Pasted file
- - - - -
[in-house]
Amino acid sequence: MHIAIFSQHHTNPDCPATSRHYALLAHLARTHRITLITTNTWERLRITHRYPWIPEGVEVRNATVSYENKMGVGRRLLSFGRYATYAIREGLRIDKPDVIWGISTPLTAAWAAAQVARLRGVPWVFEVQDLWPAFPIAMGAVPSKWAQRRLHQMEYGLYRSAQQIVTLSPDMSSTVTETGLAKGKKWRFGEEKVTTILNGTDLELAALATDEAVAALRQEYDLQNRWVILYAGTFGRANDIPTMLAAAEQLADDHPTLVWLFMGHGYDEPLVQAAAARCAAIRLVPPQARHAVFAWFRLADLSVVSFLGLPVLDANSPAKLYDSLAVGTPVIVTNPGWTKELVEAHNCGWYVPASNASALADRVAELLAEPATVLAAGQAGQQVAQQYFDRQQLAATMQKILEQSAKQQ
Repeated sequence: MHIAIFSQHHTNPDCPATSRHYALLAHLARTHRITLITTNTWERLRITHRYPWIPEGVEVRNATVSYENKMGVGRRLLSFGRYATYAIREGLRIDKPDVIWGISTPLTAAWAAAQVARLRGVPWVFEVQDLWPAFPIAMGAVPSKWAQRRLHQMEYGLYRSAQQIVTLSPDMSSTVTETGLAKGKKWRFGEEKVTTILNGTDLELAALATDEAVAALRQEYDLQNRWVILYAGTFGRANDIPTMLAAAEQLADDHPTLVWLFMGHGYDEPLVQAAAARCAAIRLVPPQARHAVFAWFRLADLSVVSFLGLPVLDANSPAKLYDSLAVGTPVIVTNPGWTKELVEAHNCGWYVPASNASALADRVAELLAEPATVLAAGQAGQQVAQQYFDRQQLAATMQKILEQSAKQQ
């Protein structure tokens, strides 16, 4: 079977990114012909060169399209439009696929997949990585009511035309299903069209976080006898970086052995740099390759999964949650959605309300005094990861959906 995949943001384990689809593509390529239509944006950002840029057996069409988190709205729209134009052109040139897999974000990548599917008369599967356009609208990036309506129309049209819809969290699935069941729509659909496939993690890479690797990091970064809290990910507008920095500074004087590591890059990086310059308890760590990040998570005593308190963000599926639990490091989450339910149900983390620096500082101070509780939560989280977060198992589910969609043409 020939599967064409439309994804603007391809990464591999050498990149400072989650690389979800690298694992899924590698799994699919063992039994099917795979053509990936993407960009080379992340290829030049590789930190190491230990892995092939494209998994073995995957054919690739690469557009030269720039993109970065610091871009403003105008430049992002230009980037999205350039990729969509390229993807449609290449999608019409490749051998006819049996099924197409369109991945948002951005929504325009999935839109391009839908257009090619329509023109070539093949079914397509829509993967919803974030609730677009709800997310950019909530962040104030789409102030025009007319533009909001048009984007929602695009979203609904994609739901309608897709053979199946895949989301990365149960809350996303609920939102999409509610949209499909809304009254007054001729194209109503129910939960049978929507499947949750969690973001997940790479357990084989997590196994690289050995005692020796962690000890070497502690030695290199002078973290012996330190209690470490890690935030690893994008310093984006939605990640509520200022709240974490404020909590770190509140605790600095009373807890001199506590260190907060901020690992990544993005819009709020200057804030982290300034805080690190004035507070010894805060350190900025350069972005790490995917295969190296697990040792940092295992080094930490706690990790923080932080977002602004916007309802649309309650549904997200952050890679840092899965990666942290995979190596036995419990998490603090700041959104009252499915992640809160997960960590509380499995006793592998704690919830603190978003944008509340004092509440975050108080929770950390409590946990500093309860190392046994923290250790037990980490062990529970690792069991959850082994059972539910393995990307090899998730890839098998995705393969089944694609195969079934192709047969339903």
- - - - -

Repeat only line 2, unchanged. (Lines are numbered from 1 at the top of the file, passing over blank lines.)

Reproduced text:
Amino acid sequence: MHIAIFSQHHTNPDCPATSRHYALLAHLARTHRITLITTNTWERLRITHRYPWIPEGVEVRNATVSYENKMGVGRRLLSFGRYATYAIREGLRIDKPDVIWGISTPLTAAWAAAQVARLRGVPWVFEVQDLWPAFPIAMGAVPSKWAQRRLHQMEYGLYRSAQQIVTLSPDMSSTVTETGLAKGKKWRFGEEKVTTILNGTDLELAALATDEAVAALRQEYDLQNRWVILYAGTFGRANDIPTMLAAAEQLADDHPTLVWLFMGHGYDEPLVQAAAARCAAIRLVPPQARHAVFAWFRLADLSVVSFLGLPVLDANSPAKLYDSLAVGTPVIVTNPGWTKELVEAHNCGWYVPASNASALADRVAELLAEPATVLAAGQAGQQVAQQYFDRQQLAATMQKILEQSAKQQ